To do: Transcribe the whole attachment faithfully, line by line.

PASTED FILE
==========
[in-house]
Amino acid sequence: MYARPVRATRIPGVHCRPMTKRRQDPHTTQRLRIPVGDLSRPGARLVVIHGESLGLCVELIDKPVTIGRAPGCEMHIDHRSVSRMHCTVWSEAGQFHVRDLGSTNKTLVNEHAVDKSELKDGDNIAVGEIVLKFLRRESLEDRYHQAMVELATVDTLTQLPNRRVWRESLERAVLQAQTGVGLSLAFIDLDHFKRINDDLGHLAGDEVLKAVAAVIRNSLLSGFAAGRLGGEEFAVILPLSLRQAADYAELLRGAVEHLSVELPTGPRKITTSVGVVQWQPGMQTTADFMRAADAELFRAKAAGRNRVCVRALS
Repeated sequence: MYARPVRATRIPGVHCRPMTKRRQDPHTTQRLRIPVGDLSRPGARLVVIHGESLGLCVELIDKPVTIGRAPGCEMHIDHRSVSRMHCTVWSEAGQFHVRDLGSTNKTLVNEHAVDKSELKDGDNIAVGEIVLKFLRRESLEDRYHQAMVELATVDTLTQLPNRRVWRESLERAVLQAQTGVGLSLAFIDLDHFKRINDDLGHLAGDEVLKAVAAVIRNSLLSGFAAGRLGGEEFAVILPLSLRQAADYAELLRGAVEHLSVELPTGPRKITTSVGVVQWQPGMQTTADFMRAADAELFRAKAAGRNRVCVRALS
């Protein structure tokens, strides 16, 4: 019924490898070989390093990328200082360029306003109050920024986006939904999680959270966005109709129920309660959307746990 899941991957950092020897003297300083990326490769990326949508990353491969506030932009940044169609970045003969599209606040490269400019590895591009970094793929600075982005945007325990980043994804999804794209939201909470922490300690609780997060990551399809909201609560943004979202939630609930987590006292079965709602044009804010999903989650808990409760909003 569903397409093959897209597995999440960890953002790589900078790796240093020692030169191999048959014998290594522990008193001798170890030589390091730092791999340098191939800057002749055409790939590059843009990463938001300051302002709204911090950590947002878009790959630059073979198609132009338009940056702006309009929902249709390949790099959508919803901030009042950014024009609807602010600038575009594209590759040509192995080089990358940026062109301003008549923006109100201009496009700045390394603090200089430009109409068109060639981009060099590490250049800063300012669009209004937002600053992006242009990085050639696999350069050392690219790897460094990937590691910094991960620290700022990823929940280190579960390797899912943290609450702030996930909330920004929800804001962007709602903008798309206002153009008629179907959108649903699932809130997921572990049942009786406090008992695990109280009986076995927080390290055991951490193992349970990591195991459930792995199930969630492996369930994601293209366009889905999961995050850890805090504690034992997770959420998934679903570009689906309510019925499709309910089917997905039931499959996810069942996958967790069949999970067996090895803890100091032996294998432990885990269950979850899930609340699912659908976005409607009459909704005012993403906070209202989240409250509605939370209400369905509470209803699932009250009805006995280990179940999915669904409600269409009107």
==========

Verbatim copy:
[in-house]
Amino acid sequence: MYARPVRATRIPGVHCRPMTKRRQDPHTTQRLRIPVGDLSRPGARLVVIHGESLGLCVELIDKPVTIGRAPGCEMHIDHRSVSRMHCTVWSEAGQFHVRDLGSTNKTLVNEHAVDKSELKDGDNIAVGEIVLKFLRRESLEDRYHQAMVELATVDTLTQLPNRRVWRESLERAVLQAQTGVGLSLAFIDLDHFKRINDDLGHLAGDEVLKAVAAVIRNSLLSGFAAGRLGGEEFAVILPLSLRQAADYAELLRGAVEHLSVELPTGPRKITTSVGVVQWQPGMQTTADFMRAADAELFRAKAAGRNRVCVRALS
Repeated sequence: MYARPVRATRIPGVHCRPMTKRRQDPHTTQRLRIPVGDLSRPGARLVVIHGESLGLCVELIDKPVTIGRAPGCEMHIDHRSVSRMHCTVWSEAGQFHVRDLGSTNKTLVNEHAVDKSELKDGDNIAVGEIVLKFLRRESLEDRYHQAMVELATVDTLTQLPNRRVWRESLERAVLQAQTGVGLSLAFIDLDHFKRINDDLGHLAGDEVLKAVAAVIRNSLLSGFAAGRLGGEEFAVILPLSLRQAADYAELLRGAVEHLSVELPTGPRKITTSVGVVQWQPGMQTTADFMRAADAELFRAKAAGRNRVCVRALS
């Protein structure tokens, strides 16, 4: 019924490898070989390093990328200082360029306003109050920024986006939904999680959270966005109709129920309660959307746990 899941991957950092020897003297300083990326490769990326949508990353491969506030932009940044169609970045003969599209606040490269400019590895591009970094793929600075982005945007325990980043994804999804794209939201909470922490300690609780997060990551399809909201609560943004979202939630609930987590006292079965709602044009804010999903989650808990409760909003 569903397409093959897209597995999440960890953002790589900078790796240093020692030169191999048959014998290594522990008193001798170890030589390091730092791999340098191939800057002749055409790939590059843009990463938001300051302002709204911090950590947002878009790959630059073979198609132009338009940056702006309009929902249709390949790099959508919803901030009042950014024009609807602010600038575009594209590759040509192995080089990358940026062109301003008549923006109100201009496009700045390394603090200089430009109409068109060639981009060099590490250049800063300012669009209004937002600053992006242009990085050639696999350069050392690219790897460094990937590691910094991960620290700022990823929940280190579960390797899912943290609450702030996930909330920004929800804001962007709602903008798309206002153009008629179907959108649903699932809130997921572990049942009786406090008992695990109280009986076995927080390290055991951490193992349970990591195991459930792995199930969630492996369930994601293209366009889905999961995050850890805090504690034992997770959420998934679903570009689906309510019925499709309910089917997905039931499959996810069942996958967790069949999970067996090895803890100091032996294998432990885990269950979850899930609340699912659908976005409607009459909704005012993403906070209202989240409250509605939370209400369905509470209803699932009250009805006995280990179940999915669904409600269409009107």